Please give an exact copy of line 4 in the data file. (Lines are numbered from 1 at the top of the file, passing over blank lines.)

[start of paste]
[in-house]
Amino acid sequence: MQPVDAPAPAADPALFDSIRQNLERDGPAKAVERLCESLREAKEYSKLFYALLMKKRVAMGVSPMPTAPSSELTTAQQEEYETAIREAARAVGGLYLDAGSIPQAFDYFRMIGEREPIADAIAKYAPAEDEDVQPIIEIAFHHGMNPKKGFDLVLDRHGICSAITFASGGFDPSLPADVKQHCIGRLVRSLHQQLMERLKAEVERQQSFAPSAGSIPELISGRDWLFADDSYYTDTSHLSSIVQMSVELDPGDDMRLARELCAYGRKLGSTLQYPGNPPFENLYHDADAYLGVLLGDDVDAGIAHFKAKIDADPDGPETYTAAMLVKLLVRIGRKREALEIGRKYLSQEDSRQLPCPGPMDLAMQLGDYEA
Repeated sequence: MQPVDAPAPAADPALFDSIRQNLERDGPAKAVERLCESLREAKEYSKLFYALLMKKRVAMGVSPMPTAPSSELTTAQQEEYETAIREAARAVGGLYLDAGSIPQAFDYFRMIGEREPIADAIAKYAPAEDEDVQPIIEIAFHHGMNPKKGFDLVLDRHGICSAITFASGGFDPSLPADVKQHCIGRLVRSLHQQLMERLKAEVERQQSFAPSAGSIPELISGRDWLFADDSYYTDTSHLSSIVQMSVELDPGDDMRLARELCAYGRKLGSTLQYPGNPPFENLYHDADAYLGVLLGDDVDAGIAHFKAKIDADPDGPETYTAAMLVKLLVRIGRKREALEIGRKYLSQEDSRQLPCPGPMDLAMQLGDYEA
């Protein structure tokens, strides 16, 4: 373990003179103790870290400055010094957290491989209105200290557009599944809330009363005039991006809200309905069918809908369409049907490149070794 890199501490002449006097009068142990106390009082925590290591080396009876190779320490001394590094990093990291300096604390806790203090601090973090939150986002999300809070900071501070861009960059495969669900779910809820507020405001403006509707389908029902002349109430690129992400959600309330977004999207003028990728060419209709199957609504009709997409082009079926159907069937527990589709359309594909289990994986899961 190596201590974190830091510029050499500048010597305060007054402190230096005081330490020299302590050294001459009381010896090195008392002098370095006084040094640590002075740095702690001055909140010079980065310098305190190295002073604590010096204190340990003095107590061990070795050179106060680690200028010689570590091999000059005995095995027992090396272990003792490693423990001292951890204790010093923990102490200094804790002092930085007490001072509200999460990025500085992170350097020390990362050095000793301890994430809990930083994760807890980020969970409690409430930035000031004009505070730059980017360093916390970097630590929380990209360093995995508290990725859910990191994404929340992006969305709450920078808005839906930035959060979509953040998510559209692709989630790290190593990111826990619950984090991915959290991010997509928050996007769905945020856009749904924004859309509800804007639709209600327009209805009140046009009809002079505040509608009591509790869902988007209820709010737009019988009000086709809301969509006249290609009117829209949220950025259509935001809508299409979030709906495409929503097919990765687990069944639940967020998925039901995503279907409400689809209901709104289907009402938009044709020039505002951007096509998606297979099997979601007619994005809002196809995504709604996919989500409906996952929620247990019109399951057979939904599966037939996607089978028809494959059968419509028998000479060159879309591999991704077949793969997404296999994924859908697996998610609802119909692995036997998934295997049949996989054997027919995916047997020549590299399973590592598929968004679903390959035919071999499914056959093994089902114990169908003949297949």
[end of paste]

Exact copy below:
């Protein structure tokens, strides 16, 4: 373990003179103790870290400055010094957290491989209105200290557009599944809330009363005039991006809200309905069918809908369409049907490149070794 890199501490002449006097009068142990106390009082925590290591080396009876190779320490001394590094990093990291300096604390806790203090601090973090939150986002999300809070900071501070861009960059495969669900779910809820507020405001403006509707389908029902002349109430690129992400959600309330977004999207003028990728060419209709199957609504009709997409082009079926159907069937527990589709359309594909289990994986899961 190596201590974190830091510029050499500048010597305060007054402190230096005081330490020299302590050294001459009381010896090195008392002098370095006084040094640590002075740095702690001055909140010079980065310098305190190295002073604590010096204190340990003095107590061990070795050179106060680690200028010689570590091999000059005995095995027992090396272990003792490693423990001292951890204790010093923990102490200094804790002092930085007490001072509200999460990025500085992170350097020390990362050095000793301890994430809990930083994760807890980020969970409690409430930035000031004009505070730059980017360093916390970097630590929380990209360093995995508290990725859910990191994404929340992006969305709450920078808005839906930035959060979509953040998510559209692709989630790290190593990111826990619950984090991915959290991010997509928050996007769905945020856009749904924004859309509800804007639709209600327009209805009140046009009809002079505040509608009591509790869902988007209820709010737009019988009000086709809301969509006249290609009117829209949220950025259509935001809508299409979030709906495409929503097919990765687990069944639940967020998925039901995503279907409400689809209901709104289907009402938009044709020039505002951007096509998606297979099997979601007619994005809002196809995504709604996919989500409906996952929620247990019109399951057979939904599966037939996607089978028809494959059968419509028998000479060159879309591999991704077949793969997404296999994924859908697996998610609802119909692995036997998934295997049949996989054997027919995916047997020549590299399973590592598929968004679903390959035919071999499914056959093994089902114990169908003949297949």